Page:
The ribs 54 extend generally perpendicularly outwardly from the exterior surface portion 52b, therefore, the size of the relief portion 57 is not limited by the total thickness of the wall portion of the tubular support element. The ribs 54 should extend outwardly to a predetermined height which is sufficient to define a relief portion 57 which accommodates all of the excess filter media of an oversized sock in a non-wrinkling and non-compacting fashion. One tubular support element which has operated with success is defined by a main body 52 having a second exterior circumference (formed by the outwardly extending ribs 54) which is at least 120% the size of the first exterior circumference.
Although a few exemplary embodiments of the present invention have been described in detail above, those skilled in the art readily appreciate that many modifications are possible without materially departing from the novel teachings and advantages which are described herein. Accordingly, all such modifications are intended to be included within the scope of the present invention, as defined by the following claims.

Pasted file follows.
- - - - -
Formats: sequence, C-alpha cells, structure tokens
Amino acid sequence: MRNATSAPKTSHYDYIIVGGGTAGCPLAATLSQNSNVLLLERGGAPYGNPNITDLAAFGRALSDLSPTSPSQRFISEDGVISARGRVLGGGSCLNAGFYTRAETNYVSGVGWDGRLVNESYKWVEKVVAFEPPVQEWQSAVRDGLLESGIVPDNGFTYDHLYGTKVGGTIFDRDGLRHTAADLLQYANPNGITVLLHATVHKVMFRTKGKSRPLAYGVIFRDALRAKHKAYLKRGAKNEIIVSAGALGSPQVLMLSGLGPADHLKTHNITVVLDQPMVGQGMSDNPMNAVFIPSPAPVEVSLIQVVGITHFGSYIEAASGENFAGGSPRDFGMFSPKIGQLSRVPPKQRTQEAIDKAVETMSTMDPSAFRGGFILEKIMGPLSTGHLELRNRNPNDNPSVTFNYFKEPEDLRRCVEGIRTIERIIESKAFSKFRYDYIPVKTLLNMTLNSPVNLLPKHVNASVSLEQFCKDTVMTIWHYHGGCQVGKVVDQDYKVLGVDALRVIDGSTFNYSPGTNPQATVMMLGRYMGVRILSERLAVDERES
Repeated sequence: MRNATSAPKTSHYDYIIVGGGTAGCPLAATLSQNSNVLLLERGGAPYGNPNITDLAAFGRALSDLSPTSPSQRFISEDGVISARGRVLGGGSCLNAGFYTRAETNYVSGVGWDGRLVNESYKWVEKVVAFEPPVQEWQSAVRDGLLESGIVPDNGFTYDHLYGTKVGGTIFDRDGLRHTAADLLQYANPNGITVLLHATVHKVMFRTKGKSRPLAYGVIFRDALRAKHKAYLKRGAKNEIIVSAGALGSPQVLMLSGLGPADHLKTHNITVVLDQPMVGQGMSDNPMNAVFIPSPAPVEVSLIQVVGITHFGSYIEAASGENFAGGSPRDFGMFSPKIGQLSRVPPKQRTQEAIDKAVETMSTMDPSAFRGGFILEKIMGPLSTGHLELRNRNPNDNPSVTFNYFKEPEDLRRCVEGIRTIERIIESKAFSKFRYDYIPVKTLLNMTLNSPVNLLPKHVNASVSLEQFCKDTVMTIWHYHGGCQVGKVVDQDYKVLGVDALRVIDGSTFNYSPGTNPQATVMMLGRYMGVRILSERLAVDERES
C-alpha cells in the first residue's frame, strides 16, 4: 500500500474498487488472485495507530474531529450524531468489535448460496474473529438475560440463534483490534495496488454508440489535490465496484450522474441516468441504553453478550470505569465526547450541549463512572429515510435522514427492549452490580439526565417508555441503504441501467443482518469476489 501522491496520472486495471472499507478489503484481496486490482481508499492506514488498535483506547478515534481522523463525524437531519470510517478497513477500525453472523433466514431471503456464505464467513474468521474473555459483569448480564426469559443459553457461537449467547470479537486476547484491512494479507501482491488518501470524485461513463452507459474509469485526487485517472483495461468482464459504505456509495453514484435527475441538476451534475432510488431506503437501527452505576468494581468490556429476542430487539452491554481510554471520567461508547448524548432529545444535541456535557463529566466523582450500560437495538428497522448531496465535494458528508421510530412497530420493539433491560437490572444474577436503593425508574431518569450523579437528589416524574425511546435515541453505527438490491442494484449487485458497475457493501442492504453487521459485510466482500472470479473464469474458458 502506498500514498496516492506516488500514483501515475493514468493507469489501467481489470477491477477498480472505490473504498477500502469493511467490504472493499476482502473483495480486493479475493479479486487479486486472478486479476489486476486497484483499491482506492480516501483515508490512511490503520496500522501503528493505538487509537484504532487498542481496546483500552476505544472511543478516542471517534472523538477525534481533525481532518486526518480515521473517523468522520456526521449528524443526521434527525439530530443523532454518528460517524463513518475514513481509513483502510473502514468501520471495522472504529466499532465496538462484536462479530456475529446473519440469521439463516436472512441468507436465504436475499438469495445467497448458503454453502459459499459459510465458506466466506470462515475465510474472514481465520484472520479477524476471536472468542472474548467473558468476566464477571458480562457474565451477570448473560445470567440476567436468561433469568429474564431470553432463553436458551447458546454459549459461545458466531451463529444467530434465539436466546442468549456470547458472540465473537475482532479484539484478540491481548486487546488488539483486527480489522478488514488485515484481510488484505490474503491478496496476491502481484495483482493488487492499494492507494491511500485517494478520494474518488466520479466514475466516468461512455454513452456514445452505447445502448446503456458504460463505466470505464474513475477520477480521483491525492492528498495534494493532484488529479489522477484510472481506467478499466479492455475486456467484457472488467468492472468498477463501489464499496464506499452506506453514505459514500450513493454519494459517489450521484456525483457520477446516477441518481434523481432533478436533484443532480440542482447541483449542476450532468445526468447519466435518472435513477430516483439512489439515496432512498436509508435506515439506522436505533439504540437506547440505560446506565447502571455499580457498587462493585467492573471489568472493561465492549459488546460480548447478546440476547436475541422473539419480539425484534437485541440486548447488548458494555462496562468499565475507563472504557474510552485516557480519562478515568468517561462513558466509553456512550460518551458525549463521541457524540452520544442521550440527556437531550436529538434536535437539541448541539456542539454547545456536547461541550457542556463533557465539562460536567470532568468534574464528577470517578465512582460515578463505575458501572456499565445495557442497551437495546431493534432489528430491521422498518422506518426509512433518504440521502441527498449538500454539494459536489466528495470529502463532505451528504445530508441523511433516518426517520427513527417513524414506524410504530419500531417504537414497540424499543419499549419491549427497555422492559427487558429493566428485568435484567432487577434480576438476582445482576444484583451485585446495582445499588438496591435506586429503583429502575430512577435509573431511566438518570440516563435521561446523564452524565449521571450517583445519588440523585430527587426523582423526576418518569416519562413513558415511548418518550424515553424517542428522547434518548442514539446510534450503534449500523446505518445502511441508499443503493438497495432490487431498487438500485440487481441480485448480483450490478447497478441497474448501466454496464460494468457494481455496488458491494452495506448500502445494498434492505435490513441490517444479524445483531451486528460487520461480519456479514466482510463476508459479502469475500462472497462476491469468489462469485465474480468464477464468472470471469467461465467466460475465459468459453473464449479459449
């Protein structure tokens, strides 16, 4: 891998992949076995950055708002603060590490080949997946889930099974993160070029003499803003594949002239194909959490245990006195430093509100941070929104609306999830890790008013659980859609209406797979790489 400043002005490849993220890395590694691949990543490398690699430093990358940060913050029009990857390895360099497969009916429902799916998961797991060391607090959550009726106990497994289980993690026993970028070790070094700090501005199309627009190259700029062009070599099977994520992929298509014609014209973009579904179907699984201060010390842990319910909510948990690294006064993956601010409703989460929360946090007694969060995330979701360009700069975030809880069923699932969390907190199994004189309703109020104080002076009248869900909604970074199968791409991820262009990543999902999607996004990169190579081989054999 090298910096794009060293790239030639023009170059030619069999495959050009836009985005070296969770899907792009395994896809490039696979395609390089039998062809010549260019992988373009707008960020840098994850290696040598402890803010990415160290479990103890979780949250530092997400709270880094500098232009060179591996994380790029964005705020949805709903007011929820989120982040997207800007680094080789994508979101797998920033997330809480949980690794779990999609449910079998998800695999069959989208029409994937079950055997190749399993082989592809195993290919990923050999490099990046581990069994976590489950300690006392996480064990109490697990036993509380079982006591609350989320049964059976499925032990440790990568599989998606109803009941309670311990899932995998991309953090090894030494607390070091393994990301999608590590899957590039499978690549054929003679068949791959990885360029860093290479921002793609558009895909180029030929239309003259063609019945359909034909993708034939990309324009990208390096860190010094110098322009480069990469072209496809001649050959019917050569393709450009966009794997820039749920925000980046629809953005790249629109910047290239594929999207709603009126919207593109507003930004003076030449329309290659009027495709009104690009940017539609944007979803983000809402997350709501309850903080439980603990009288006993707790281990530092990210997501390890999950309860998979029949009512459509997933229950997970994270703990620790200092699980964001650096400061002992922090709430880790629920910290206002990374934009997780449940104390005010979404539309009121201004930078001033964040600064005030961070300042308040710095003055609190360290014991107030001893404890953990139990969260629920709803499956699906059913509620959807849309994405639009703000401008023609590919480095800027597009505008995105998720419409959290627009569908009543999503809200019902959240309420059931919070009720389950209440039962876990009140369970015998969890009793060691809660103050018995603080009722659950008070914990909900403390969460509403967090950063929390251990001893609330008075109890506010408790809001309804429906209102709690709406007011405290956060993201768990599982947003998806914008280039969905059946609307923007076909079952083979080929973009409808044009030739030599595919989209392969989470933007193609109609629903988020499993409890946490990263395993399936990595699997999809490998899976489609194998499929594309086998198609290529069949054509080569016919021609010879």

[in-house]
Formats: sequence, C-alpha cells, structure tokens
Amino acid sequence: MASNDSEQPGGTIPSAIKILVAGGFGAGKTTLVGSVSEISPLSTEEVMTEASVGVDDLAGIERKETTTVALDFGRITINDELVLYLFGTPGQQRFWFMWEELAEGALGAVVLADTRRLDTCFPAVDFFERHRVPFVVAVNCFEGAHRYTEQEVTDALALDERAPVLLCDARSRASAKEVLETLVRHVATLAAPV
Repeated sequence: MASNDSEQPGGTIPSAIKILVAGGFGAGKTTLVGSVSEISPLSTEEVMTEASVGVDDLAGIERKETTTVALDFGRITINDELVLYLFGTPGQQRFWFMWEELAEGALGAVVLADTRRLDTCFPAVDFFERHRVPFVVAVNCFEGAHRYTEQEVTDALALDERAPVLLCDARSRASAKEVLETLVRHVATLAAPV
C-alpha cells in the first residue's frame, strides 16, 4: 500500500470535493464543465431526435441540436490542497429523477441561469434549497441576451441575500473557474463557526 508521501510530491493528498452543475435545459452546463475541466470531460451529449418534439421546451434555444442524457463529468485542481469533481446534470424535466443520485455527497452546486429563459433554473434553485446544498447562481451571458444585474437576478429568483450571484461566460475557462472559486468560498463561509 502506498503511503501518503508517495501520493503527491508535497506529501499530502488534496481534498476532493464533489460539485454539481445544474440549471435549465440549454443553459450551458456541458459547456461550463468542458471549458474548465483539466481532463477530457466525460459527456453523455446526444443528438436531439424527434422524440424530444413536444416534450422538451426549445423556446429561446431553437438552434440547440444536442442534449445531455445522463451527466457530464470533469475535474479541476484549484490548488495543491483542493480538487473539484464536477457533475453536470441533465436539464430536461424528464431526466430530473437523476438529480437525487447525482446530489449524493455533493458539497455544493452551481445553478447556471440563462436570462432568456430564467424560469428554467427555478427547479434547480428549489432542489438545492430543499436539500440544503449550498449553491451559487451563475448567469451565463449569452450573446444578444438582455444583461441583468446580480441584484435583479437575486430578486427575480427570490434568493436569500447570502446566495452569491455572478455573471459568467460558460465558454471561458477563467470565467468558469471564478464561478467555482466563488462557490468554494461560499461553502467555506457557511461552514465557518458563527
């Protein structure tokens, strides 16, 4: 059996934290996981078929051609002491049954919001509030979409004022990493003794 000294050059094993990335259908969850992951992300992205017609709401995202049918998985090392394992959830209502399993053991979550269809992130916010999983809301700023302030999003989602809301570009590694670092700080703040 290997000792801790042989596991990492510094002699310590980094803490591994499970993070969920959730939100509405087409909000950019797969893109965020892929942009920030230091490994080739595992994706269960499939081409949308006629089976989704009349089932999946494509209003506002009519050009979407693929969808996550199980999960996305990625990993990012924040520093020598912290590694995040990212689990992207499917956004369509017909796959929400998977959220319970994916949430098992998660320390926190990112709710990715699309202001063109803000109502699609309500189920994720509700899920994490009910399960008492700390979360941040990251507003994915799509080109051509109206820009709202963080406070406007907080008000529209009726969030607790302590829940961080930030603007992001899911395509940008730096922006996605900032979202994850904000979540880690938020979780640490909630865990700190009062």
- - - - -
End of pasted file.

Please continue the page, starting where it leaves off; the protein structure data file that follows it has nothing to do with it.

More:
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|U.S. Classification||210/323.2, 210/487, 210/497.01, 210/497.2, 210/494.1, 210/346, 210/486|
|International Classification||B01D29/70, B01D29/15|
|Cooperative Classification||B01D29/15, B01D29/70, B01D2201/0415|
|Nov 22, 1996||AS||Assignment|
Owner name: W.L. GORE & ASSOCIATES, INC., DELAWARE
Free format text: ASSIGNMENT OF ASSIGNORS INTEREST;ASSIGNOR:BOWLSBEY, JOHN R.;REEL/FRAME:008236/0664
Effective date: 19960723
|Aug 30, 1999||AS||Assignment|
Owner name: GORE ENTERPRISE HOLDINGS, INC., DELAWARE
Free format text: ASSIGNMENT OF ASSIGNORS INTEREST;ASSIGNOR:W.L. GORE & ASSOCIATES, INC.;REEL/FRAME:010175/0437
Effective date: 19990825
|Dec 15, 2000||FPAY||Fee payment|
Year of fee payment: 4
|Dec 3, 2004||FPAY||Fee payment|
Year of fee payment: 8
|Dec 17, 2008||FPAY||Fee payment|
Year of fee payment: 12
|Feb 14, 2012||AS||Assignment|
Owner name: W. L. GORE & ASSOCIATES, INC., DELAWARE
Free format text: ASSIGNMENT OF ASSIGNORS INTEREST;ASSIGNOR:GORE ENTERPRISE HOLDINGS, INC.;REEL/FRAME:027906/0508
Effective date: 20120130